Welcome, Spring!!

Posted 4/27/2018 5:47pm by Stephanie Bartel.

We are finally in the field for the first time this season! Yesterday we prepped and planted 9 beds of salad mix, spinach, snow peas, snap peas, radishes, turnips, carrots, and Beetie's kin. Today we prepped more beds for upcoming plantings. Last week we were plowing snow, this week soil. Time changes everything, and being a farmer in Wisconsin keeps me very much in tune with that fact. 

Sharpening Our Axes

Posted 4/19/2018 1:37pm by Stephanie Bartel.

"Give me six hours to chop down a tree and I will spend the first four sharpening the axe." - Abraham Lincoln 

I've always appreciated the wisdom behind Abe Lincoln's quote about sharpening the axe, but it's not always been in my nature to heed his advice. I used to hurry around a lot, and often was impatient about this and that. Many things on the farm show this part of my personality. But within the last few years I have been getting much better at planning and thinking ahead. And never more than this spring. We are better prepared than ever to plant, weed, and harvest our crops as efficiently as possible. So this week's snowstorms aren't bothering us much at Old Plank Farm. We are kept busy putting the finishing touches on new gadgets to improve our planting rates. So when the snow does melt, we will be ready to get everything in the ground and off to a good, if not early, start!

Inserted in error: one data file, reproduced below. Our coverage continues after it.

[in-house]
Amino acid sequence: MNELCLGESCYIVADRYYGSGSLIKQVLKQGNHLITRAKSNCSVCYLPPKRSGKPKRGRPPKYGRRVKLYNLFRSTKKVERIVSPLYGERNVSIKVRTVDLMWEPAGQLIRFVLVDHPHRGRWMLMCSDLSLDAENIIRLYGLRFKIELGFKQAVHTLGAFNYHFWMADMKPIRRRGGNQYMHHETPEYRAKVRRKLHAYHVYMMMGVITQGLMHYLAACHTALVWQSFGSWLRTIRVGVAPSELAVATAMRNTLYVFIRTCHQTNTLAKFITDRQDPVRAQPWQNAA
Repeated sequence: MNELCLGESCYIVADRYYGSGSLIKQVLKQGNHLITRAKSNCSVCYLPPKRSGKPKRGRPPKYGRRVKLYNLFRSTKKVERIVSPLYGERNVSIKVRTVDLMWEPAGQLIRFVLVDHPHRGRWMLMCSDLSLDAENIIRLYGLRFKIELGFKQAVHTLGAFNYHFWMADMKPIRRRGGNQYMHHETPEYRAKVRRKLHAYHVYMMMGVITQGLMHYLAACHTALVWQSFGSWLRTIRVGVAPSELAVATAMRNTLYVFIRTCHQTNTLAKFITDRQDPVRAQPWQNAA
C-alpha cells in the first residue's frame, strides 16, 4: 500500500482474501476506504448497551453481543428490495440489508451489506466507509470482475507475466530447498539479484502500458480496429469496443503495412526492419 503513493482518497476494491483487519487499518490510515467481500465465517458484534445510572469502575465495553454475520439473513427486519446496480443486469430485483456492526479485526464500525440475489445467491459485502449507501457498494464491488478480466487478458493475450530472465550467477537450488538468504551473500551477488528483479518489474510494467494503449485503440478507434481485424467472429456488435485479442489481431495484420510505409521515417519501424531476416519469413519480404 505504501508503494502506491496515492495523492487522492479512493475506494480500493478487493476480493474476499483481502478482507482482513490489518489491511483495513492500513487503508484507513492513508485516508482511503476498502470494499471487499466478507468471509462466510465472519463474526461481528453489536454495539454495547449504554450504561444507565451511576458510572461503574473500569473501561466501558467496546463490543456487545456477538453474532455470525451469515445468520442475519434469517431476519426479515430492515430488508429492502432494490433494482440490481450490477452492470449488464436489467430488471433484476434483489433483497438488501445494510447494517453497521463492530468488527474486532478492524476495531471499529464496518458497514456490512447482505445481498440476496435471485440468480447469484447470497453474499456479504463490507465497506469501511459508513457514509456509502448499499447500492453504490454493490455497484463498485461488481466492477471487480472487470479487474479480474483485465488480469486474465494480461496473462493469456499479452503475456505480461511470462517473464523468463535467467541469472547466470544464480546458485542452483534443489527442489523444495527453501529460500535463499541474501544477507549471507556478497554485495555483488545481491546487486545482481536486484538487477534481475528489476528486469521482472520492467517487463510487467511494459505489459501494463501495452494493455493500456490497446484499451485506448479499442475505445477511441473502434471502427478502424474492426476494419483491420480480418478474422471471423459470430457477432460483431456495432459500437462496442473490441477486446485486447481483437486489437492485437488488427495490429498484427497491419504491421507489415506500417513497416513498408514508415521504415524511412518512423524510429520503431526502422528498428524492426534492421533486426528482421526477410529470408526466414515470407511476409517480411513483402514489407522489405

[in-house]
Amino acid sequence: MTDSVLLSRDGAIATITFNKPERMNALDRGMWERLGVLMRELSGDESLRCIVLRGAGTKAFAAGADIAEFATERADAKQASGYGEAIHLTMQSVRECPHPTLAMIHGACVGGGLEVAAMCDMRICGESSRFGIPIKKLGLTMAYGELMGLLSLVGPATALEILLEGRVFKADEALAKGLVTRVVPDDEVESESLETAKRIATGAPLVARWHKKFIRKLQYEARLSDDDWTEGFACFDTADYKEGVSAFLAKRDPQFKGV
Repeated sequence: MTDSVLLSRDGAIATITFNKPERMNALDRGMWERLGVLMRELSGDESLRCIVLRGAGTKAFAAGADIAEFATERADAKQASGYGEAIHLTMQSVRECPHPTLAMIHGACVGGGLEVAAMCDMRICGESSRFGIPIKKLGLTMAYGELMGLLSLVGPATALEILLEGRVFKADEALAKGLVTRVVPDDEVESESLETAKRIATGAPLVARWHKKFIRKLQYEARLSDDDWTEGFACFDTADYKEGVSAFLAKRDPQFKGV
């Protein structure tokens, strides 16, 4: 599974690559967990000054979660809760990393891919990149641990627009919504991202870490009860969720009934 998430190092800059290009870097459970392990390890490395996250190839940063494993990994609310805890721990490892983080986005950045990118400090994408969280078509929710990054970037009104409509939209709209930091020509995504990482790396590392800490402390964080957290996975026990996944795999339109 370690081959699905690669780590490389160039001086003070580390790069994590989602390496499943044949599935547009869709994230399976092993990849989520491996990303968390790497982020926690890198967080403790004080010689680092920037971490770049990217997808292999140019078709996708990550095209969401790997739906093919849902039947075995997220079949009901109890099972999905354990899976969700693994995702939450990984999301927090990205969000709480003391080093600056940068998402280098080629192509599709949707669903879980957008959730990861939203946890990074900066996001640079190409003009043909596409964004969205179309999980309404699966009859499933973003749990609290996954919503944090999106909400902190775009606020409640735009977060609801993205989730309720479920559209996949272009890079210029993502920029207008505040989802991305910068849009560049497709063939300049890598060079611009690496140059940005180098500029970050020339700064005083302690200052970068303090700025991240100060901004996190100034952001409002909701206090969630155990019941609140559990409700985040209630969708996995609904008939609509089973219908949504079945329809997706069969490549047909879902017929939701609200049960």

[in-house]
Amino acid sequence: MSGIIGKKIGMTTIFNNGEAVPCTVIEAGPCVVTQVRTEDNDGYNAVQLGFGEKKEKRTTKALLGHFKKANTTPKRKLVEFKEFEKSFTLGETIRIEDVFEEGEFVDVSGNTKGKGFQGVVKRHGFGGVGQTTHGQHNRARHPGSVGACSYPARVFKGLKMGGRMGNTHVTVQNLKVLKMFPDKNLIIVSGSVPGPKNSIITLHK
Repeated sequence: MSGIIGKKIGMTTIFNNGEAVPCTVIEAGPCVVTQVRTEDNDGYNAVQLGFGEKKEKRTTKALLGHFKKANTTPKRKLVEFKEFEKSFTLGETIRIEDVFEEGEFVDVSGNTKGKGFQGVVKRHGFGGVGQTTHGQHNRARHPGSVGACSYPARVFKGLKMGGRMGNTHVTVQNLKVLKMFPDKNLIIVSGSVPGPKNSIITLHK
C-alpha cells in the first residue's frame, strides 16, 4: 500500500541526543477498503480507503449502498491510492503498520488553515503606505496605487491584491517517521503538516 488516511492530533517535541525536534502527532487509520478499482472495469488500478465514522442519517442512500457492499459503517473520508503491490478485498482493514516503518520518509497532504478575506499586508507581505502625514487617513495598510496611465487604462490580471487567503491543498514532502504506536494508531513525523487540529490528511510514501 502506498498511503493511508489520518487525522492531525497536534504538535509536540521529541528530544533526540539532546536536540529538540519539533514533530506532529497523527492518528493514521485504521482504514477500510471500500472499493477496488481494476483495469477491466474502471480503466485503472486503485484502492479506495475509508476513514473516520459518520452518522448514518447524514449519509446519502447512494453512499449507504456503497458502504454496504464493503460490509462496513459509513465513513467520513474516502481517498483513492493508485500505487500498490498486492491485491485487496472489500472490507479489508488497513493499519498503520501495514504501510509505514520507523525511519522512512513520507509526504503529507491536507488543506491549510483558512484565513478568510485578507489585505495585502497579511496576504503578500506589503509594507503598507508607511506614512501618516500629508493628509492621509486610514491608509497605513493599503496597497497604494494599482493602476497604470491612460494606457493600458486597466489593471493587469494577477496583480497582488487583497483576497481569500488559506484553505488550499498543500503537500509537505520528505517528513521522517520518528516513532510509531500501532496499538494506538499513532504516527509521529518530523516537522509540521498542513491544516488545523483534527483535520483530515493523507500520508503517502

The Adventures of Beetie Episode 2

Posted 4/13/2018 12:13pm by Stephanie Bartel.

The Adventures of Beetie: In which Beetie tours the Old Plank Farm Seeding Greenhouse. By Angelica Immel

Beetie says: "It is thyme for an adventure!"

On Beetie's journey through the greenhouse he comes across some Peppers and Eggplant.
"Did you know" says Beetie, "that it is called eggplant because the fruits of the plant were originally white instead of purple, so they looked like big eggs!"

Venturing on into the green, Beetie finds tomato plants. They are is favorite variety 'Goldie'.
He says to the plants, "I love you from my head, to-ma-toes."

Next he encounters baby zucchini and cucumber plants...
"Happy Birthday!" Beetie shouts to the newly emerging cuke and zuke plants.

In order to get to the other side of the greenhouse, Beetie must trek through a forest of onions.

After that long trek through The Onion Forest Beetie says, "Wow, I'm Beet!" and as he plops down in a bed of Beetie sized greens, "Lettuce Eat!"